Volume 96, Issue 78
Tuesday, February 18, 2003

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MOVIE REVIEW: 25th Hour
Norton's career still promising in its 25th Hour

25th Hour
Starring: Edward Norton, Philip Seymour Hoffman, Barry Pepper, Rosario Dawson
Directed by: Spike Lee



By Brian Wong
Gazette Staff

Gazette file photo
"I MAY LOOK PRETTY, BUT I'M A BADASS AT HEART!" Norton plays an ex-heroin pusher in Spike Lee's latest flick, 25th Hour.
Not sold on the idea of soft-spoken preppy Edward Norton as an ex-heroin pusher on his way to seven years in the slammer? Well, neither is his character in Spike Lee's 25th Hour – a film that reflects on decisions, regret and the American dream.

Norton plays Monty Brogan, a young man who has a gorgeous girlfriend, a loving father, two loyal best friends and a canine friend named Doyle, who is compassionately saved by Monty in the film's opening sequence.

And of course he throws it all away.

The story begins after the big bust-up. 25th Hour is about how Monty spends that last day of his life as a free man. Not only does he contemplate the inevitable life-altering experience of his upcoming jail term, but Monty is also confused over whether his girlfriend Naturelle (Rosario Dawson) is responsible for his capture.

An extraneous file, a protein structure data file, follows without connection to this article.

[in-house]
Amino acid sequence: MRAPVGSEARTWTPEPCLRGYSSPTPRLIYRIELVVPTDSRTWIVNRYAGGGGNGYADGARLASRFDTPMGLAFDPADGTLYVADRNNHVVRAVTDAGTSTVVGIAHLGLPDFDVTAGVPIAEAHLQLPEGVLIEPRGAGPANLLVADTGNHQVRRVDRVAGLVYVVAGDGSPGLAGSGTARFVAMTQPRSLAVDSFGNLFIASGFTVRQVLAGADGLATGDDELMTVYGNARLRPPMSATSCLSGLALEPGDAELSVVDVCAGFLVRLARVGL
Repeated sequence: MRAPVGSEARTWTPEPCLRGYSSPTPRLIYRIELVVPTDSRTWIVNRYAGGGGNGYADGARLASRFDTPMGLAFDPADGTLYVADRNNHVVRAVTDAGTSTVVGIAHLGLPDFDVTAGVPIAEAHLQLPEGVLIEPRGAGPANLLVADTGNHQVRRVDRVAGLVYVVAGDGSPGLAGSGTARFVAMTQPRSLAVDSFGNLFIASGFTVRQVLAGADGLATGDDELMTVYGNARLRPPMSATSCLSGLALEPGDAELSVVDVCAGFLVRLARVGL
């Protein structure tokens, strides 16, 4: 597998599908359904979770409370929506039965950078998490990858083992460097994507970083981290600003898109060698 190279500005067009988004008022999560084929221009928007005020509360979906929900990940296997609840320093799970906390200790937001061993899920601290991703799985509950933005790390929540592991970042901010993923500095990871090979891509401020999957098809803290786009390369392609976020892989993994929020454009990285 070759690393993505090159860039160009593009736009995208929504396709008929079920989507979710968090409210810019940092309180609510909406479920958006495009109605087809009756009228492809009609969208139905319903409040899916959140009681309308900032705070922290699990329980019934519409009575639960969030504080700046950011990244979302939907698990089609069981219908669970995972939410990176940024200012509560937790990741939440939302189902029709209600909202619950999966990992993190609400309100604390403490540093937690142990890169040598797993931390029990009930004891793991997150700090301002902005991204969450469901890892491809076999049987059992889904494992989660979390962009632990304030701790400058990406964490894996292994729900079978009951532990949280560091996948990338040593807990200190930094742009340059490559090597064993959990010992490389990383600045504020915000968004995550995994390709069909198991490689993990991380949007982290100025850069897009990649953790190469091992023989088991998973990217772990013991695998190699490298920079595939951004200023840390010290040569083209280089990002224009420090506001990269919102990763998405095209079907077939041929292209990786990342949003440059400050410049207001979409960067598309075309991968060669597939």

Monty is the kind of guy who gets involved in criminal activities while knowing full well that he's not criminal material; he can do the crime, but he can't do the time, which is why Norton is well-cast in a role that requires a constantly shifting balance of confidence, vulnerability and pure desperation.

Perhaps the scene that will get most people talking is the one in which Monty stands in front of a bathroom mirror and spews forth a lengthy diatribe against a long list of the minority groups that live in New York. Lee creates a stylized montage sequence that builds in intensity, as Monty lashes out against blacks, Indians, Koreans, Italians, gays, Jews and the rich, before giving a defeated, final fuck-you to the person who makes all that hate possible – himself.

It's that kind of thoughtful, moving agony that drives much of the film, which is also aided by the strong performances of Barry Pepper and the always excellent Philip Seymour Hoffman, who plays one of Monty's equally insecure best friends.

But what to make of the film's post-Sept. 11 backdrop? Lee's movie is the first from Hollywood to acknowledge the loss of the Twin Towers, and contains some morbid shots of Ground Zero as the story has Monty's friend Francis owning an apartment that overlooks the crash site.

The backdrop seems to create a parallel between those who attempt to crush the "American dream" and those, like Monty, who seem to be crushing that dream for themselves. In the aftermath of the 9/11 tragedy, people like Monty might be left wondering whether the pursuit of that dream is worthy, unaware that they might already be living it. Lee is able to tell this tale without succumbing to preachiness or heavy patriotism.

As always, Lee is concerned with larger social contexts, and while 25th Hour is densely layered with ideas, the one that stands out among the rest is simply put, but not always simply done: do the right thing.

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2002 THE GAZETTE